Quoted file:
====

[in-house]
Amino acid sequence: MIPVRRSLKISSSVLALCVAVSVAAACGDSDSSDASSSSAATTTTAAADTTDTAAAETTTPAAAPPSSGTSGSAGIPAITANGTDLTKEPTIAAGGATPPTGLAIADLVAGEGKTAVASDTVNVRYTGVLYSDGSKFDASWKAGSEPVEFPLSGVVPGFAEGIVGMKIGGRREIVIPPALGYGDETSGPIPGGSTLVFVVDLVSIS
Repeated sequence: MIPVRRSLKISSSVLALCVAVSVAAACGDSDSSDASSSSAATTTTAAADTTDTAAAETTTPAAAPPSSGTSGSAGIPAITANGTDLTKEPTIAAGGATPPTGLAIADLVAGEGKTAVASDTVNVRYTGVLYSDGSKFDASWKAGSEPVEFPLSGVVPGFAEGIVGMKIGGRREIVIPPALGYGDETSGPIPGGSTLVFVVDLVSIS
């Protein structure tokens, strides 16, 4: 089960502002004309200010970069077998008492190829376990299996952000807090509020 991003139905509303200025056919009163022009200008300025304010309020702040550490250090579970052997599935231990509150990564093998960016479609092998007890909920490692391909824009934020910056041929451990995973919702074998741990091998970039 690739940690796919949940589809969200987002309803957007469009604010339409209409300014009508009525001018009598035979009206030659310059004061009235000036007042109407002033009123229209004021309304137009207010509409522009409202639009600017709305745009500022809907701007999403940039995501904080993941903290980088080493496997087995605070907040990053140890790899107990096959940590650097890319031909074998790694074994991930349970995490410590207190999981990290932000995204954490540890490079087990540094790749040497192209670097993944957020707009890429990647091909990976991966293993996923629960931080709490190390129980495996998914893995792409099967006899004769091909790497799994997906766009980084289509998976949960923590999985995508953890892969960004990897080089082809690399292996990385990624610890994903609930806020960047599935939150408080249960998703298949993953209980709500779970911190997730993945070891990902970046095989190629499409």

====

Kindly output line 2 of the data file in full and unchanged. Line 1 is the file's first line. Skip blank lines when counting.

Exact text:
Amino acid sequence: MIPVRRSLKISSSVLALCVAVSVAAACGDSDSSDASSSSAATTTTAAADTTDTAAAETTTPAAAPPSSGTSGSAGIPAITANGTDLTKEPTIAAGGATPPTGLAIADLVAGEGKTAVASDTVNVRYTGVLYSDGSKFDASWKAGSEPVEFPLSGVVPGFAEGIVGMKIGGRREIVIPPALGYGDETSGPIPGGSTLVFVVDLVSIS